Lock, Stock and Barrel


Claire Wright, CLA Regional Surveyor talks about making sure that your gun security is in order during the shooting season.

In recent months there has been a national increase in the theft of firearms and concern that certificate holders are being actively targeted by thieves.

Make sure that you have covered the basics of security when it comes to firearms. Fit a house alarm and ensure that you use it. Make sure you haven’t hung a key that is neatly labelled ‘gun cabinet’ on a key hook with other household keys or on a nail near the gun cabinet. Equally, don’t hide them in a drawer in the same room as the cabinet.

If you have multiple guns then you could consider having them in two cabinets to prevent a thief from gaining access to all the guns. Alternatively, use trigger locks even when guns are stored in cabinets to act as an additional layer of security. Thieves will also remove cabinets to break them open later so make sure the cabinet is fixed to an external wall and that there are no gaps which could enable it to be levered away from the fixings.

In some instances, people have been threatened to gain access to cabinets so it also pays to make sure you minimise the number of people that know you have guns at home. In this way, you can avoid putting you and your family at risk. Think twice before grabbing your shotgun certificate to use as photographic identification as in doing so you are increasing the pool of strangers who know you have guns at home. Also, try not to hang gun slips and cartridge bags on pegs near the front door as this can be an obvious sign to a caller that guns are present on the property. Try to minimise your postings about shooting on social media accounts, especially those that are publicly viewable. The police are also taking a dim view about personal number plates like 1 GUN that advertise the owner’s interest in shooting.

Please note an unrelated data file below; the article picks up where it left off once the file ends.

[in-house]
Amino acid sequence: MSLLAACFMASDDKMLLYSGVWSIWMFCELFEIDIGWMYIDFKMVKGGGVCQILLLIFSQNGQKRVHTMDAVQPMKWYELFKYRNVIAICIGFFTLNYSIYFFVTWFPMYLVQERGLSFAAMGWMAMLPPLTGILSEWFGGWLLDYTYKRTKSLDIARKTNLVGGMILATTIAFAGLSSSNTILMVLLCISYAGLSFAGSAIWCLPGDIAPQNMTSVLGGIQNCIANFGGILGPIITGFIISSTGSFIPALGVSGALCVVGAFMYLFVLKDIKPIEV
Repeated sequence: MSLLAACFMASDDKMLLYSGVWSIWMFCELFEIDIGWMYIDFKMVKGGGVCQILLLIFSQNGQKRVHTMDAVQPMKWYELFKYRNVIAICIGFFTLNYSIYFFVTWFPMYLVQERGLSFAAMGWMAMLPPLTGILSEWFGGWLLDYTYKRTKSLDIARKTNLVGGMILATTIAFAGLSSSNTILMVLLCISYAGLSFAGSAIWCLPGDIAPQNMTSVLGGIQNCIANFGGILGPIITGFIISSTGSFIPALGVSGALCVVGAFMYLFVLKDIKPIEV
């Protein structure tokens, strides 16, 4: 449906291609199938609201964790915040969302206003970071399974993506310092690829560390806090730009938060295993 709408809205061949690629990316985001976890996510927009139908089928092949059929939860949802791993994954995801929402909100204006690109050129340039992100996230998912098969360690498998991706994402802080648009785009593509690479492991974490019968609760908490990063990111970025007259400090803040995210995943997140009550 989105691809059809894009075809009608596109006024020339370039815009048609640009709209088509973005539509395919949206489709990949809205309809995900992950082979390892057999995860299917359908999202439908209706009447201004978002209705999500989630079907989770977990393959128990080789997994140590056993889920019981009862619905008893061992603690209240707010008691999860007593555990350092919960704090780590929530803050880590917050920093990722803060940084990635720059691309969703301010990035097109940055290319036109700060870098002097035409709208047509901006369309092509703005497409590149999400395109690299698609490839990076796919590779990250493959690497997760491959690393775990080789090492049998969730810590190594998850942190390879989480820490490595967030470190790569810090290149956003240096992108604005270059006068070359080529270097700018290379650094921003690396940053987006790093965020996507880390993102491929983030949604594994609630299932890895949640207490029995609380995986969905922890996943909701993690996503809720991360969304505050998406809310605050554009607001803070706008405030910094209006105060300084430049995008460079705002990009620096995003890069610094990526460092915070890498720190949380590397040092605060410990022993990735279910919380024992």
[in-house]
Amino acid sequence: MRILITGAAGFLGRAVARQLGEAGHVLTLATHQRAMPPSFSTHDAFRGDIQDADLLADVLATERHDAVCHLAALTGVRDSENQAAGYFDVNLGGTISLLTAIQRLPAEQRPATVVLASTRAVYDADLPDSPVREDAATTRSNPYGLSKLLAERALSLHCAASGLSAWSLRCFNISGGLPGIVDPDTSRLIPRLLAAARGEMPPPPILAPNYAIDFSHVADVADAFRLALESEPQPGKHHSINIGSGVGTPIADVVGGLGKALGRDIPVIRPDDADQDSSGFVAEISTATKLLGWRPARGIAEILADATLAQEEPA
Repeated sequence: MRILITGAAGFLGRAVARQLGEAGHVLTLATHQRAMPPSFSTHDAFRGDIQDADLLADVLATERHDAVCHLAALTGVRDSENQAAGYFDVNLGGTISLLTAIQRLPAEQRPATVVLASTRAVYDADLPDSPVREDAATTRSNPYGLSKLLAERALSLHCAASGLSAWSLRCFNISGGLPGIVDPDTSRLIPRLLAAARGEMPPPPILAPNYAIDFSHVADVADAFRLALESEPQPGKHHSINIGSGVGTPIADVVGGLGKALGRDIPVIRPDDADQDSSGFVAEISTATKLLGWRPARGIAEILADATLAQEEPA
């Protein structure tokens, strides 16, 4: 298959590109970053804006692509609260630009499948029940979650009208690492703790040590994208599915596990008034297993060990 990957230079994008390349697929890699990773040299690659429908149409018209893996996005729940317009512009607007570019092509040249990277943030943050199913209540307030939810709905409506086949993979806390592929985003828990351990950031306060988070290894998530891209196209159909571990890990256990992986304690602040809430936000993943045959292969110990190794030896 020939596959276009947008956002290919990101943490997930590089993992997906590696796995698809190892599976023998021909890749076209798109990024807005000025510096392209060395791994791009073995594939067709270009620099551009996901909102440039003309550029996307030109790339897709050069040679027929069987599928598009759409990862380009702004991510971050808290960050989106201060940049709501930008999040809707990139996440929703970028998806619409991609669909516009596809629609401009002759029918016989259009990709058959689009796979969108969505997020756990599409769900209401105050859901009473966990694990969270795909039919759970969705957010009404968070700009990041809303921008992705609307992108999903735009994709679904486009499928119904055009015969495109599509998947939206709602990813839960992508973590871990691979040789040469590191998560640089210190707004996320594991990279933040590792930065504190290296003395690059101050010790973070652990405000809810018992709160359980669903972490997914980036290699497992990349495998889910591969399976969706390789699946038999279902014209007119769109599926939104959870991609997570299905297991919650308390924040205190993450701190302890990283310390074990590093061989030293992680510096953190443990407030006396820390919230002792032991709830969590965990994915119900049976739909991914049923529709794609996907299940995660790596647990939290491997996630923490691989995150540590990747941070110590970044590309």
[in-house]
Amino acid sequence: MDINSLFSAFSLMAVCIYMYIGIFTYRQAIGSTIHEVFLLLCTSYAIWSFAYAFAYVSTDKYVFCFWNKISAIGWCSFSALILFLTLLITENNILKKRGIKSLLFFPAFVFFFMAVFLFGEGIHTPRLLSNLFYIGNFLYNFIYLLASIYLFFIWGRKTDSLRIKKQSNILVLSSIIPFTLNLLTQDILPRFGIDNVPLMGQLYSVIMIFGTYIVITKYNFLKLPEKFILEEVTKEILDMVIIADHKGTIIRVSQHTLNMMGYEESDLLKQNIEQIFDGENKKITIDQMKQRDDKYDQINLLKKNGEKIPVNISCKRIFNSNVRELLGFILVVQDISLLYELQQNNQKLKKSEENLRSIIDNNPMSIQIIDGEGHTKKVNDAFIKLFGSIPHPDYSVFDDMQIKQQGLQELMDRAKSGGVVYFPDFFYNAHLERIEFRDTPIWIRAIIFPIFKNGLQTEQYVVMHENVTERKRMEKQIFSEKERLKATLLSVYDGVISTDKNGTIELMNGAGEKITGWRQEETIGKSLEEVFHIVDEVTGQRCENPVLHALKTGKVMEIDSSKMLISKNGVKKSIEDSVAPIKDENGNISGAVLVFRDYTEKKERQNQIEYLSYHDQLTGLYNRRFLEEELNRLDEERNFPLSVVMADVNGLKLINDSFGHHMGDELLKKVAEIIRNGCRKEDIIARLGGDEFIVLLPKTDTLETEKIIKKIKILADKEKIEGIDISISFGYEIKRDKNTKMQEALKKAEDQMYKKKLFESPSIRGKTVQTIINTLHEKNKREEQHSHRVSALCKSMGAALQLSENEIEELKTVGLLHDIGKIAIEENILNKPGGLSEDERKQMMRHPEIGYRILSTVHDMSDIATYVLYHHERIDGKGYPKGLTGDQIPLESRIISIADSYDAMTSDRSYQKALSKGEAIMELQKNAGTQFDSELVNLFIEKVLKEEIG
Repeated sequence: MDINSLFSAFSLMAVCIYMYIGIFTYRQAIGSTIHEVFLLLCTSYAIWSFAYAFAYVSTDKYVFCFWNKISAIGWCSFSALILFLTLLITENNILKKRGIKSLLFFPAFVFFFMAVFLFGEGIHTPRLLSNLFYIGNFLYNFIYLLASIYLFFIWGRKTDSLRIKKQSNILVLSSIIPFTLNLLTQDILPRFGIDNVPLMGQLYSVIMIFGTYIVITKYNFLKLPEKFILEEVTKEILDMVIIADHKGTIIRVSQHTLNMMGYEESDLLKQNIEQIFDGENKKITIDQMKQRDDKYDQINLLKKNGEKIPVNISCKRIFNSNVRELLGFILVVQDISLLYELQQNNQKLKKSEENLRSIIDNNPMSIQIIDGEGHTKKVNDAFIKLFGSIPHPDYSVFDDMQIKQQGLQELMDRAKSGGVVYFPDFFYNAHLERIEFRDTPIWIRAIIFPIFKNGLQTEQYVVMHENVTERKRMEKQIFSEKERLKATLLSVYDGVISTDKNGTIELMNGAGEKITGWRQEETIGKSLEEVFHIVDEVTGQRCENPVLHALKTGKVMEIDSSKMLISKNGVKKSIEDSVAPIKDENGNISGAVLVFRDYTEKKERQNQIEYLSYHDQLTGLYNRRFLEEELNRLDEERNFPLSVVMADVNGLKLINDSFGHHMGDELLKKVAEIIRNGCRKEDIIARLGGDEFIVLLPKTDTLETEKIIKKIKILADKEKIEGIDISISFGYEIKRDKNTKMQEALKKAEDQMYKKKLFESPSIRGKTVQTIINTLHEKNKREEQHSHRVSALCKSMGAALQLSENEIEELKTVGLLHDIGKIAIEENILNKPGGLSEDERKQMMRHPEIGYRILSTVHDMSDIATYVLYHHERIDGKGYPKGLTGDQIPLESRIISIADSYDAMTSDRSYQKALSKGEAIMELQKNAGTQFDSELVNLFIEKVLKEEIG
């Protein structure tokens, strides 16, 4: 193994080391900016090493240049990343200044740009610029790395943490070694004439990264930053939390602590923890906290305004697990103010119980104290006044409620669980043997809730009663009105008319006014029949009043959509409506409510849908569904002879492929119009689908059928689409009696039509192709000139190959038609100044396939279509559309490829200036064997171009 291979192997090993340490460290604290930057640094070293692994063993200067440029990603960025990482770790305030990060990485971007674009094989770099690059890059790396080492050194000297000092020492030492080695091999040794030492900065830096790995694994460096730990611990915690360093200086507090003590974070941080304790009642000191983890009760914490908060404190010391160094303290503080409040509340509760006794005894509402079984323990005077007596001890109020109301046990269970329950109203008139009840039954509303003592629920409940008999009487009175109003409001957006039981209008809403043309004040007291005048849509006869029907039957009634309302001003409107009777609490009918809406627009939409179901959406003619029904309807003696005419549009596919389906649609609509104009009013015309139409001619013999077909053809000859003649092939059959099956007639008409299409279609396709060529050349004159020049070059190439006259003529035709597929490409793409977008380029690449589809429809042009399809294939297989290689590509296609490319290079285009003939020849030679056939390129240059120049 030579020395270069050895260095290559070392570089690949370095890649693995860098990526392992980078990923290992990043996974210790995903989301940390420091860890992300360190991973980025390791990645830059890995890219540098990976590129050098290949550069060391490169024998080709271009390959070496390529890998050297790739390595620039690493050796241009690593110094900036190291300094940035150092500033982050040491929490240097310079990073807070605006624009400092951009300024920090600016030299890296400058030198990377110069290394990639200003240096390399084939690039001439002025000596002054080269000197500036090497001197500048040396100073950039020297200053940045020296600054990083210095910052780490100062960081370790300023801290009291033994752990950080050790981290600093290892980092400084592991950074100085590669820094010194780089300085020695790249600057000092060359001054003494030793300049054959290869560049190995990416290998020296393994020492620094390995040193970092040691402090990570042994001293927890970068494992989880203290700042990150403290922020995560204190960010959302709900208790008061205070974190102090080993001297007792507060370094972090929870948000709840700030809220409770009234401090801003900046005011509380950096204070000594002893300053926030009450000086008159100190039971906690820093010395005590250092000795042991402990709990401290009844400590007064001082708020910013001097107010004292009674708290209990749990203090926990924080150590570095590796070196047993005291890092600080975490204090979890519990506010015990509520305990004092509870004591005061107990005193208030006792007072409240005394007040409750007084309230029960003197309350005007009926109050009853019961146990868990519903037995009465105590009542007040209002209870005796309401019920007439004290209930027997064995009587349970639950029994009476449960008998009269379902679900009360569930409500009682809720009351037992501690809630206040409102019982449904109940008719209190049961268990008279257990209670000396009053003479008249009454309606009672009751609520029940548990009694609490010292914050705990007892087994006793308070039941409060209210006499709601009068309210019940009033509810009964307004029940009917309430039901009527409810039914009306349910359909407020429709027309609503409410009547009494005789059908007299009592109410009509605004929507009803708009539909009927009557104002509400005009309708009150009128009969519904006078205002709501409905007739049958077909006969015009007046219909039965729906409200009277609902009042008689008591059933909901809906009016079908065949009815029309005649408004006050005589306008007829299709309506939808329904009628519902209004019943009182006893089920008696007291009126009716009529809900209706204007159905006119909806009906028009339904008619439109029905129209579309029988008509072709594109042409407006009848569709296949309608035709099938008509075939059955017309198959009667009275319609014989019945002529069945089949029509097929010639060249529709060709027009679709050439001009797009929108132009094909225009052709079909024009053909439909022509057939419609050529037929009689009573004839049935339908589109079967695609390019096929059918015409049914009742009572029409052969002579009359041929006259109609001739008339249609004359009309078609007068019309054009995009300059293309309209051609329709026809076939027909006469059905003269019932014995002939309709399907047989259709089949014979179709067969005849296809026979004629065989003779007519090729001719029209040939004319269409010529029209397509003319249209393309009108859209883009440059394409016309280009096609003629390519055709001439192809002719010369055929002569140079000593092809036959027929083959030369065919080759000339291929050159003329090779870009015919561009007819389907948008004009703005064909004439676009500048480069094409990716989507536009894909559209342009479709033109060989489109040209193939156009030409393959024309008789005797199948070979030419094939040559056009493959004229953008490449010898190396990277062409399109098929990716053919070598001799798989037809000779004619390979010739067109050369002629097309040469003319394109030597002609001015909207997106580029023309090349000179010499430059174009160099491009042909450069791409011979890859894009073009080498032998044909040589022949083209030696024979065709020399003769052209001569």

On the subject of vehicles sometimes it is unavoidable to make a stop on your way to or from shooting whether that is at the service station or elsewhere. In these circumstances you should take the fore-end with you and leave the barrels in the car; if it is a rifle you have with you then remove the bolt and carry that with you. Alternatively, you could look to invest in a security cable that prevents the gun from being removed from the car or a purpose-built vehicle gun safe. Don’t advertise the presence of guns in the vehicle by leaving your shooting paraphernalia on public view.

Finally remember that guns must always be stored securely unless being used, cleaned or repaired. After a day shooting it is easy to prop the gun in a corner with the intention of cleaning it after supper. However, it is important to put it away in the cabinet as if you are caught with an unsecured gun you will likely end up having your certificate revoked.